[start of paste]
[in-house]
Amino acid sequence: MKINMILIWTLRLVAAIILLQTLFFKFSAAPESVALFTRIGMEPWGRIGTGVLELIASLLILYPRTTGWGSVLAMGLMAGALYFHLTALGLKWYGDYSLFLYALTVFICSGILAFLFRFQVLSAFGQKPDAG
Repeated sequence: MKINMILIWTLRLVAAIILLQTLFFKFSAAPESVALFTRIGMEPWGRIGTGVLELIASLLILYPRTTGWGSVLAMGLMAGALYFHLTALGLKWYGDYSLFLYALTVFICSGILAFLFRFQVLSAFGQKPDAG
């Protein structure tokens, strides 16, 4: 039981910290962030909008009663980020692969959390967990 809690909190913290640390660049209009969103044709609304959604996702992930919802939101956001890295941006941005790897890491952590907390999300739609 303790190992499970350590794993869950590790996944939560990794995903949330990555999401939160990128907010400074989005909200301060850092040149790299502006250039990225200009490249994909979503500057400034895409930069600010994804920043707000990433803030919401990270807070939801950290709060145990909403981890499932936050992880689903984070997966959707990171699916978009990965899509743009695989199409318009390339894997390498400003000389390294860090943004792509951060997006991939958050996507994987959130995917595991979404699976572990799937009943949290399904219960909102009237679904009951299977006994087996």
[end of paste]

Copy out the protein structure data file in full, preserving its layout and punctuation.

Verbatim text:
[in-house]
Amino acid sequence: MKINMILIWTLRLVAAIILLQTLFFKFSAAPESVALFTRIGMEPWGRIGTGVLELIASLLILYPRTTGWGSVLAMGLMAGALYFHLTALGLKWYGDYSLFLYALTVFICSGILAFLFRFQVLSAFGQKPDAG
Repeated sequence: MKINMILIWTLRLVAAIILLQTLFFKFSAAPESVALFTRIGMEPWGRIGTGVLELIASLLILYPRTTGWGSVLAMGLMAGALYFHLTALGLKWYGDYSLFLYALTVFICSGILAFLFRFQVLSAFGQKPDAG
């Protein structure tokens, strides 16, 4: 039981910290962030909008009663980020692969959390967990 809690909190913290640390660049209009969103044709609304959604996702992930919802939101956001890295941006941005790897890491952590907390999300739609 303790190992499970350590794993869950590790996944939560990794995903949330990555999401939160990128907010400074989005909200301060850092040149790299502006250039990225200009490249994909979503500057400034895409930069600010994804920043707000990433803030919401990270807070939801950290709060145990909403981890499932936050992880689903984070997966959707990171699916978009990965899509743009695989199409318009390339894997390498400003000389390294860090943004792509951060997006991939958050996507994987959130995917595991979404699976572990799937009943949290399904219960909102009237679904009951299977006994087996």